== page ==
Juan Gualberto González

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Juan Gualberto González
Juan Gualberto González.jpg
11th President of Paraguay
In office
November 25, 1890 – June 9, 1894
Preceded by Patricio Escobar
Succeeded by Marcos Morínigo
Personal details
Born July 12, 1851
Asunción
Died July 30, 1912 (age 61)
Asunción
Nationality Paraguayan
Political party Colorado

Juan Gualberto González was the President of Paraguay from 1890 to 1894.

His life[edit]

Juan Gualberto González was born in Asunción on July 12, 1851. He married with teacher Rosa Peña Guanez, daughter of Rosario Guanes and Manuel Pedro Peña.

When the War of Paraguay against the Triple Alliance took place, he offered his services and joined the Health Department in the Army. He was taken prisoner, along with Juan Bautista Gill, and had to enroll in the army of the allies. He returned to Asunción in 1869, two years later he joined the masonry, in the Paraguayan Union Lodge No. 30. After some time he became one of the founders of the Supreme Council Grade 33, this institution extolled him in this position on July 8, 1895, with Eleuterio Correo, Antonio Taboada and Cecilio Báez. He died in Asunción, on July 30, 1912.

His government[edit]

He was President of the republic between November 25, 1890 and June 9, 1894. The Vice-President was Marcos Morínigo and his cabinet had: José Tomás Sosa, as Minister of the Department of Interior, Venancio V. López (grandson of Carlos Antonio López and nephew of Marshal López) in the Foreign Office, José Segundo Decoud in Treasury; Benjamín Aceval in the Justice Department and General Juan B. Egusquiza in War and Navy.

During his government the banking crisis that the previous administration declared became bigger. The Office of Direct Contribution (Real Estate Taxes) was created and also the Municipality of Asunción. The Bishop Pedro Juan Aponte died. The Practical School of Agriculture, the Palace of Government was inaugurated with a great exposition in commemoration of the Fourth Centenary of the America’s Discovery; the building of the Public Jail was finished, also the building of the Caridad Hospital and the Mercantile Bank was created. On October 18, 1891 a coup against his government failed but left a precedent in Paraguayan history. In 1891 he left Ex-Chancellor Colonel Juan Crisóstomo Centurión without plenipotentiary power in front of the governments of England, France and Spain; that year the diplomatic mission of the Bolivian representative Mariano Baptista failed.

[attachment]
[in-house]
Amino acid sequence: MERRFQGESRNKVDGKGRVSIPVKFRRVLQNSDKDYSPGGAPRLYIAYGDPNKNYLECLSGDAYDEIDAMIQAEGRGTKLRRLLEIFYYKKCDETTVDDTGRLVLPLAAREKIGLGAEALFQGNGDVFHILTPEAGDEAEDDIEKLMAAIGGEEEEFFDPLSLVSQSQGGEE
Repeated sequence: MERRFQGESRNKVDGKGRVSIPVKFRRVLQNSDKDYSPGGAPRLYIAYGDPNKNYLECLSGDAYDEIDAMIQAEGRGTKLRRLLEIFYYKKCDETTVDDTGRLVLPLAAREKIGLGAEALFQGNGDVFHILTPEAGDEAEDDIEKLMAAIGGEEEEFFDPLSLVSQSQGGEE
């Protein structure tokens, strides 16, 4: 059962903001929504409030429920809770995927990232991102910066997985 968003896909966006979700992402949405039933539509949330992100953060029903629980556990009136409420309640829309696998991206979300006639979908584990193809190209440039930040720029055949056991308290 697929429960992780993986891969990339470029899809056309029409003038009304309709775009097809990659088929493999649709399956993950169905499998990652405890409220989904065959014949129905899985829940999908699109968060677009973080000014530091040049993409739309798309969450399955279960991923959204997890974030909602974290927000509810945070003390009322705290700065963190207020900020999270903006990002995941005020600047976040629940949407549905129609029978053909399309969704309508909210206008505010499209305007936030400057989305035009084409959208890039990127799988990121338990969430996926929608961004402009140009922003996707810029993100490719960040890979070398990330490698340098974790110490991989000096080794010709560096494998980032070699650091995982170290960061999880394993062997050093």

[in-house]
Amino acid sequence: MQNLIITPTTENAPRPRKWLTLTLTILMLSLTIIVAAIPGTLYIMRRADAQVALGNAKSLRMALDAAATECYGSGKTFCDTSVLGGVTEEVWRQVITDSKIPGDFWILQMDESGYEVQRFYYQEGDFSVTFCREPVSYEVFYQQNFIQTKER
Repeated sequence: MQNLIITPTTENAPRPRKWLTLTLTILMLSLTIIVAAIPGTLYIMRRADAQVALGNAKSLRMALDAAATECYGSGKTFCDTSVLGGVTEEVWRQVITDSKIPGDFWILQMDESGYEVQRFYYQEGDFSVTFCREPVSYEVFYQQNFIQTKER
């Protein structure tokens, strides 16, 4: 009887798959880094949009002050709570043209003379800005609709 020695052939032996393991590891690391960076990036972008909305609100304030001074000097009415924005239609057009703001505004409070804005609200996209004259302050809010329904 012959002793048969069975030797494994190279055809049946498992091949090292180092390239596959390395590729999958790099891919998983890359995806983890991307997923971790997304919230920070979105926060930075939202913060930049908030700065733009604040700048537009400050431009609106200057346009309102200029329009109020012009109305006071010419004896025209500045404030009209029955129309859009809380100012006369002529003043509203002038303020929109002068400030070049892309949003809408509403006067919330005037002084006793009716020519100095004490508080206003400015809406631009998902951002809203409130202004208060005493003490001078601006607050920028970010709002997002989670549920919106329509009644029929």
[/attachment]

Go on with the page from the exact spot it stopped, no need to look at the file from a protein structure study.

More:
In 1892 the first military scholarships were granted and a Practical School of Agriculture was created. In October of the same year started to operate the Law of Secondary and Superior Education, which was very important at the time. In May 1893 the Faculty of Notaries and Public Court Clerks. On July 16 the first Doctors in Law and Social Sciences graduated in a solemn ceremony, they were: Emeterio González, Cecilio Báez and Gaspar J. Villamayor, the sponsor was Ramón Zubizarreta.

The city Hiparía was founded officially; on April 2, 1861 Facundo Insfrán was appointed Minister of the Justice Department in replacement of Benjamín Aceval. The Argentine Code of Commerce was adopted in Paraguay, the Palace of López was repaired, many new colonies were founded and it was possible the arriving of 1723 immigrants. The train reaches in its tour to Pirapó on August 1891, close to Yuty and the public spending was about 314,615.23 pesos. There were 292 schools with 18,944 students. The national budget was settled in 1,226,000.00 pesos for 1893.

José Segundo Decoud was appointed as Paraguayan representative in Uruguay and Brazil, César Gondra in the Vatican and Juan Durán y Cuervo in Spain.

The newspapers: “La Democracia” (The Democracy) and “El Independiente” (The Independent) were created in 1891, “La República” (The Republic), “La Libertad” (The Liberty), “El Pueblo” (The People), “El Centinela” (The Guard) and “La Patria” (The Fatherland).

His fall[edit]

González was supposed to give the power to his brother-in-law José Segundo Decoud, but on the morning of June 9, 1894, because of political disagreements, a delegation that included Rufino Mazó, Eusebio Mongelós and Rufino Careaga presented to his office and in the name of the General Juan Bautista Egusquiza asked him to renounce to the presidency. When González denied, he was taken to the barracks where Egusquiza and General Caballero awaited him. González denied quitting again and through persuasion, the Parliament gave the power to Vice-President Marcos Morínigo.

Political career[edit]

He was adjutant in the Health Department during the War of Paraguay against the Triple Alliance. He was magistrate and President of the Lower Chamber. On June 26, 1869 he became founder member of the “Club del Pueblo”. In 1872 he was examining magistrate in commerce. In 1873 he was Defender of the people. In 1877 he was founder member of the “Asociación Nacional Republicana” (Republican National Association). He was President of the Council of Public Credits and was in charge of the Justice Department.

References[edit]

Preceded by
Patricio Escobar
President of Paraguay
1890–1894
Succeeded by
Marcos Moríñigo